While groups campaigning against the abuse of media power wait impatiently for the start of the Leveson Inquiry into phone hacking at the News of the World, activists should not lose sight of more pressing opportunities to force the Coalition government to act.
Two issues present themselves for instant scrutiny.
· Should the public interest test be strengthened in case of surprise takeover moves in media ownership?
· Declarations made so far about meetings between ministers and media executives make a mockery of David Cameron’s promise to strength the ministerial code of conduct.
Lord Justice Leveson is unlikely to finish taking evidence until middle of next year and it might not be until the end of 2012 before his inquiry has reached any conclusions on “the relationship between the press and the public and the related issue of press regulation.”
But the media landscape has changed dramatically since the closure of the News of the World. Research by Press Gazette and the media information company Mediatel shows that with the inclusion of the Metro, Associated Newspapers (publishers of the Daily Mail) is now the biggest national newspaper publishing group with a weekly circulation exceeding that of News International.
Similarly the purchase of Channel 5 by Richard Desmond’s Northern and Shell media group (publishers of the Daily Express and Daily Star) underlines the need to monitor the continued growth in cross-media ownership.
In order to keep pace with further changes – and even perhaps a renewed bid by News Corporation for full control of BSkyB – the shadow culture secretary Ivan Lewis has proposed a new public interest test for future takeovers. He wants the government to be given new powers to determine whether a broadcasting owner is a “fit and proper person”.
An equally pressing case can be made for a further tightening in the ministerial code to regulate contact between national newspapers and politicians. Immediately after the judge was asked to make long-term recommendations, the Prime Minister announced that in future ministers would be required to issue a public record of all their meetings with newspaper and other media proprietors.
But the declarations so far are totally inadequate. The lists published so far give no hint as to either the purpose of the outcome of the many meetings which took place with Rupert and James Murdoch, Rebekah Brooks and other News International executives.
Cameron hides behind the catch-all term “general discussion” – a practice now being repeated by other Coalition ministers and the Labour leader Ed Miliband.
Again activists could campaign for a far more meaningful code of conduct which could take effect immediately without waiting for Leveson’s recommendations.
· Ministers should avoid meeting or socialising with proprietors, executives and editors when a takeover bid or similar application or referral is being considered by the government or regulators such as Ofcom, the Competition Commission and the Office of Fair Trading.
· Ministers, party leaders, shadow ministers and special advisers must list not only the date and nature of meetings and social engagements but also the purpose and any outcome.
· Full declaration is required of negotiations aimed at securing party political promotion in newspapers and other media outlets, such as signed articles, endorsement of press campaigns or interviews.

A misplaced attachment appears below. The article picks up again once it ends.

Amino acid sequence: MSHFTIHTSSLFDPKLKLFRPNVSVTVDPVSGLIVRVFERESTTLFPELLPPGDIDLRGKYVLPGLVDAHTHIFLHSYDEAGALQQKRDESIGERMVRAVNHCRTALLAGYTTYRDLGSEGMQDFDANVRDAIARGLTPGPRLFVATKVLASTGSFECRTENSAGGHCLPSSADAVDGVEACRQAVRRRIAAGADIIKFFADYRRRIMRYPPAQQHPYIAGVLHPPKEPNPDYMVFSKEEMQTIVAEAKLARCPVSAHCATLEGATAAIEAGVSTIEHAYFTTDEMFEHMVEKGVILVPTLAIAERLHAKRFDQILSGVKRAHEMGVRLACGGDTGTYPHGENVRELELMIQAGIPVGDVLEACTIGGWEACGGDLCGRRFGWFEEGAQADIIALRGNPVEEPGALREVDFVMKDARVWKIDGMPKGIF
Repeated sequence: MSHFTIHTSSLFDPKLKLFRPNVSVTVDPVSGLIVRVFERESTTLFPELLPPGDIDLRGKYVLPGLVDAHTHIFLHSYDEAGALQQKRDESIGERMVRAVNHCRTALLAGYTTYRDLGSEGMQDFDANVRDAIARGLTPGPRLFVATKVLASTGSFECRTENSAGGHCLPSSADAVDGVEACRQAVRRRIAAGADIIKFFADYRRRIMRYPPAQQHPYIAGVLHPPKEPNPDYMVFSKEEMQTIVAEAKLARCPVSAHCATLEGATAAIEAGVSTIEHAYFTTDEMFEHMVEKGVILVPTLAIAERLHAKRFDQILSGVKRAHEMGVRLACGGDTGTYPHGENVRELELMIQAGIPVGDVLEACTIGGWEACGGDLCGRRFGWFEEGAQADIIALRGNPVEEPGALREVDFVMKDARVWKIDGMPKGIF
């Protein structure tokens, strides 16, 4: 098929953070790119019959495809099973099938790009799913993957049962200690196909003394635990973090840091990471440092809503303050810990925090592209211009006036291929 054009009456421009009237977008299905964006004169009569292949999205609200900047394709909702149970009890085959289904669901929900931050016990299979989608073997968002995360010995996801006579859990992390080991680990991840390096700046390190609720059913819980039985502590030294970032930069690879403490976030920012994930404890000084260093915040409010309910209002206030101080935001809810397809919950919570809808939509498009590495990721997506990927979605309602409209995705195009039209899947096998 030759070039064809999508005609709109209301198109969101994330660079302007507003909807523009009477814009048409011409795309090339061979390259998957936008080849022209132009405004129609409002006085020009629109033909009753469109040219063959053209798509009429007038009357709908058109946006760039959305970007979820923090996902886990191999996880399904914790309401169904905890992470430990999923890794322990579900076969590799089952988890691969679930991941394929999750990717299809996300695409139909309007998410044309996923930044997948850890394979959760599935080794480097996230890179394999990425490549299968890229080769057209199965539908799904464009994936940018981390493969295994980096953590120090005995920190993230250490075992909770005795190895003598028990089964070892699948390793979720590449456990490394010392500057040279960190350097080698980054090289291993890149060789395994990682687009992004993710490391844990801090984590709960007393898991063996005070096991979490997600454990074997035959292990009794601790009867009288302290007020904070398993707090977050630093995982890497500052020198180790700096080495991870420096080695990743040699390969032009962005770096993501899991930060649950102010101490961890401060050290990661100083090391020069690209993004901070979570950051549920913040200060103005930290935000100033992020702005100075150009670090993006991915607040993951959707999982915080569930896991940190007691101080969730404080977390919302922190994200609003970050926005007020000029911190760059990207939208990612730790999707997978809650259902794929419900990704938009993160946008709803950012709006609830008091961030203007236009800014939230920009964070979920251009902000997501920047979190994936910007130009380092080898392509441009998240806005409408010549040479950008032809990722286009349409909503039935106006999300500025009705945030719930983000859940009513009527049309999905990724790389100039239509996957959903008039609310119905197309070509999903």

The need to find immediate issues on which to campaign was highlighted during the initial meeting of the Co-ordinating Committee for Media Reform formed under the auspices of Goldsmiths Leverhulme Media Research Centre. (2.9.2011)
The opening speaker Dr Martin Moore, director of the Media Standards Trust, said it was important not to let memories fade about the phone hacking scandal.
“Lord Justice Leveson is strong minded, independent and determined to get on with it but his initial inquiry into press regulations and the relationship with the public might take a year, through to the autumn of 2012. The second part of the inquiry into phone hacking will take even longer, so it could be a two to three year inquiry...so we must make sure the momentum is not lost.”
Brian Cathcart, a founder member of the campaign Hacked-off which led the demands for a far-reaching public inquiry, said they had to continue to build on cases like that of the hacking into the mobile phone of the murdered schoolgirl Milly Dowler.
“We must keep attention focussed on the fact that most of the victims are not celebrities or politicians, not just the rich and the famous, but innocent victims. In fact most of the victims were innocent bystanders.”
Damian Tambini of LSE voiced wider concerns about the two-part structure of the inquiry. He thought it was unwise to have started by examining press regulation and the relationship between politicians and the media when it was more than likely that the second part of the inquiry into phone hacking would reveal “a far deeper problem of collusion which needs to be addressed.”
He backed up his remarks by questioning the promise of the culture secretary, Jeremy Hunt, to outline on September 14 the likely timetable for the review which will precede a green and white paper ahead of new Communications Act.
“The problems which have arisen from the backwards structure of the Leveson Inquiry have been compounded by the Communications Act review because policy doors might close before Leveson has had a chance to report.”
Despite the pressing nature of some of the issues thrown up by the long-draw out process of the Leveson inquiry, many of the academic and media activists brought together by the Co-ordinating Commission for Media Reform stressed the importance of presenting evidence which examined basic issues like the origins of media power and the reasons why politicians across the political divide had been so fearful of challenging media proprietors and especially the newspapers of News International.
(Nicholas Jones 5.9.2011)